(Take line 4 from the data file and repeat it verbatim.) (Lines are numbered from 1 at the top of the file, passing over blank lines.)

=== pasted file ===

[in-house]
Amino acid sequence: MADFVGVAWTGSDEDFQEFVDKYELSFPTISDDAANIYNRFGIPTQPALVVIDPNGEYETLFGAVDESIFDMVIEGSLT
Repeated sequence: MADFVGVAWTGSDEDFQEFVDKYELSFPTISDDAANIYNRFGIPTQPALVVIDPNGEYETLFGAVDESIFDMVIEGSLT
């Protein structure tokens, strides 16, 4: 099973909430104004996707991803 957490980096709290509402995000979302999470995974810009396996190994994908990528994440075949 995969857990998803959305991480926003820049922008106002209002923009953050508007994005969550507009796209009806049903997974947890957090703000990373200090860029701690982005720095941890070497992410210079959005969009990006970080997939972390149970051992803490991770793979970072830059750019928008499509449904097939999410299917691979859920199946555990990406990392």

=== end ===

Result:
């Protein structure tokens, strides 16, 4: 099973909430104004996707991803 957490980096709290509402995000979302999470995974810009396996190994994908990528994440075949 995969857990998803959305991480926003820049922008106002209002923009953050508007994005969550507009796209009806049903997974947890957090703000990373200090860029701690982005720095941890070497992410210079959005969009990006970080997939972390149970051992803490991770793979970072830059750019928008499509449904097939999410299917691979859920199946555990990406990392």